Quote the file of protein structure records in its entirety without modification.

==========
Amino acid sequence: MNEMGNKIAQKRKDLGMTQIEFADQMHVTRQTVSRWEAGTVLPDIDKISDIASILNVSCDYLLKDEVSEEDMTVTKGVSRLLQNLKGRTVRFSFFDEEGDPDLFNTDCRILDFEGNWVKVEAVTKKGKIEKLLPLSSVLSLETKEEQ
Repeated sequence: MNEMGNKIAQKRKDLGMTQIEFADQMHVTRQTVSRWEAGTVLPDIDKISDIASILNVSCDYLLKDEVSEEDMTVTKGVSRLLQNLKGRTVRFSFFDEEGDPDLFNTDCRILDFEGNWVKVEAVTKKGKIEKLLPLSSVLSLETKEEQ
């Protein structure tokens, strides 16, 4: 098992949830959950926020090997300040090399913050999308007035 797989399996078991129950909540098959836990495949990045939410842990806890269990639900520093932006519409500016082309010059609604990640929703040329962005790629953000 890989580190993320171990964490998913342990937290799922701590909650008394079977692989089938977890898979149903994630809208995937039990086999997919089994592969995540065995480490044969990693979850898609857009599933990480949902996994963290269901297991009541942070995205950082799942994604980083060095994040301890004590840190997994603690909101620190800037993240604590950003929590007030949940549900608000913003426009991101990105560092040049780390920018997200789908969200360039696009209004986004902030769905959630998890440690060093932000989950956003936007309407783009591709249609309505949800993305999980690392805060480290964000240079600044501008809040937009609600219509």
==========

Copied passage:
Amino acid sequence: MNEMGNKIAQKRKDLGMTQIEFADQMHVTRQTVSRWEAGTVLPDIDKISDIASILNVSCDYLLKDEVSEEDMTVTKGVSRLLQNLKGRTVRFSFFDEEGDPDLFNTDCRILDFEGNWVKVEAVTKKGKIEKLLPLSSVLSLETKEEQ
Repeated sequence: MNEMGNKIAQKRKDLGMTQIEFADQMHVTRQTVSRWEAGTVLPDIDKISDIASILNVSCDYLLKDEVSEEDMTVTKGVSRLLQNLKGRTVRFSFFDEEGDPDLFNTDCRILDFEGNWVKVEAVTKKGKIEKLLPLSSVLSLETKEEQ
């Protein structure tokens, strides 16, 4: 098992949830959950926020090997300040090399913050999308007035 797989399996078991129950909540098959836990495949990045939410842990806890269990639900520093932006519409500016082309010059609604990640929703040329962005790629953000 890989580190993320171990964490998913342990937290799922701590909650008394079977692989089938977890898979149903994630809208995937039990086999997919089994592969995540065995480490044969990693979850898609857009599933990480949902996994963290269901297991009541942070995205950082799942994604980083060095994040301890004590840190997994603690909101620190800037993240604590950003929590007030949940549900608000913003426009991101990105560092040049780390920018997200789908969200360039696009209004986004902030769905959630998890440690060093932000989950956003936007309407783009591709249609309505949800993305999980690392805060480290964000240079600044501008809040937009609600219509």